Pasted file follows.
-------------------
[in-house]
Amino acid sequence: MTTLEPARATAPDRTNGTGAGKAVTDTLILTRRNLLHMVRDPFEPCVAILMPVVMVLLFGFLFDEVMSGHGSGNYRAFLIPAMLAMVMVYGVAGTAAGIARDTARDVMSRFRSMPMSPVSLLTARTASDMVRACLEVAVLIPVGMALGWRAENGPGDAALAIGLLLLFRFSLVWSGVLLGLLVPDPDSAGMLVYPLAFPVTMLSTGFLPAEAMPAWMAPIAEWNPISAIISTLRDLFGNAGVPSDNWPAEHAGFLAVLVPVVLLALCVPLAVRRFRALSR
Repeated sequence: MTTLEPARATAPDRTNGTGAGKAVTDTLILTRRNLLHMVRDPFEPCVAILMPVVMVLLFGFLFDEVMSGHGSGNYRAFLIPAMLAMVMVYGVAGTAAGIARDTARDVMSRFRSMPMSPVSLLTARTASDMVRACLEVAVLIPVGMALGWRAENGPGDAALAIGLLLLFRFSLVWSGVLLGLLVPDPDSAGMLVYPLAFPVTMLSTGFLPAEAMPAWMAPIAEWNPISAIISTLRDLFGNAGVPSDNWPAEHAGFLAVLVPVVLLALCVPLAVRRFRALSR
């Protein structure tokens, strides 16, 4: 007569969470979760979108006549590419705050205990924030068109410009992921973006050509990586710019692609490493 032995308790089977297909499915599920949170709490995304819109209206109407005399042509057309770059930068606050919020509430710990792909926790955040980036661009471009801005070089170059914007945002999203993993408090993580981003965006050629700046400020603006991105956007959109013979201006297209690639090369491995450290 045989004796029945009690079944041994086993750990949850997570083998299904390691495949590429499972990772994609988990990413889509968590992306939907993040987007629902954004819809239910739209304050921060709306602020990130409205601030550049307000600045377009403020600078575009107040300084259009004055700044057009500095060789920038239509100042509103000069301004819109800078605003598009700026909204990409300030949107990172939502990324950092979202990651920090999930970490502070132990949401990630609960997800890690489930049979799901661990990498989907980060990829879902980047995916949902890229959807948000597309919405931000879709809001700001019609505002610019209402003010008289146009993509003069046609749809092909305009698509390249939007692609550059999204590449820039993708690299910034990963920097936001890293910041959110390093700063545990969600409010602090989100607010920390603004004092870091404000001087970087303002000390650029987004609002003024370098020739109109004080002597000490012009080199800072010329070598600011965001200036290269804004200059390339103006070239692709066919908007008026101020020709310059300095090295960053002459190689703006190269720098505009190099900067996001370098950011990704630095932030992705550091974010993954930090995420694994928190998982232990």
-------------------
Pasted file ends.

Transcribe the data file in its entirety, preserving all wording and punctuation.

[in-house]
Amino acid sequence: MTTLEPARATAPDRTNGTGAGKAVTDTLILTRRNLLHMVRDPFEPCVAILMPVVMVLLFGFLFDEVMSGHGSGNYRAFLIPAMLAMVMVYGVAGTAAGIARDTARDVMSRFRSMPMSPVSLLTARTASDMVRACLEVAVLIPVGMALGWRAENGPGDAALAIGLLLLFRFSLVWSGVLLGLLVPDPDSAGMLVYPLAFPVTMLSTGFLPAEAMPAWMAPIAEWNPISAIISTLRDLFGNAGVPSDNWPAEHAGFLAVLVPVVLLALCVPLAVRRFRALSR
Repeated sequence: MTTLEPARATAPDRTNGTGAGKAVTDTLILTRRNLLHMVRDPFEPCVAILMPVVMVLLFGFLFDEVMSGHGSGNYRAFLIPAMLAMVMVYGVAGTAAGIARDTARDVMSRFRSMPMSPVSLLTARTASDMVRACLEVAVLIPVGMALGWRAENGPGDAALAIGLLLLFRFSLVWSGVLLGLLVPDPDSAGMLVYPLAFPVTMLSTGFLPAEAMPAWMAPIAEWNPISAIISTLRDLFGNAGVPSDNWPAEHAGFLAVLVPVVLLALCVPLAVRRFRALSR
């Protein structure tokens, strides 16, 4: 007569969470979760979108006549590419705050205990924030068109410009992921973006050509990586710019692609490493 032995308790089977297909499915599920949170709490995304819109209206109407005399042509057309770059930068606050919020509430710990792909926790955040980036661009471009801005070089170059914007945002999203993993408090993580981003965006050629700046400020603006991105956007959109013979201006297209690639090369491995450290 045989004796029945009690079944041994086993750990949850997570083998299904390691495949590429499972990772994609988990990413889509968590992306939907993040987007629902954004819809239910739209304050921060709306602020990130409205601030550049307000600045377009403020600078575009107040300084259009004055700044057009500095060789920038239509100042509103000069301004819109800078605003598009700026909204990409300030949107990172939502990324950092979202990651920090999930970490502070132990949401990630609960997800890690489930049979799901661990990498989907980060990829879902980047995916949902890229959807948000597309919405931000879709809001700001019609505002610019209402003010008289146009993509003069046609749809092909305009698509390249939007692609550059999204590449820039993708690299910034990963920097936001890293910041959110390093700063545990969600409010602090989100607010920390603004004092870091404000001087970087303002000390650029987004609002003024370098020739109109004080002597000490012009080199800072010329070598600011965001200036290269804004200059390339103006070239692709066919908007008026101020020709310059300095090295960053002459190689703006190269720098505009190099900067996001370098950011990704630095932030992705550091974010993954930090995420694994928190998982232990």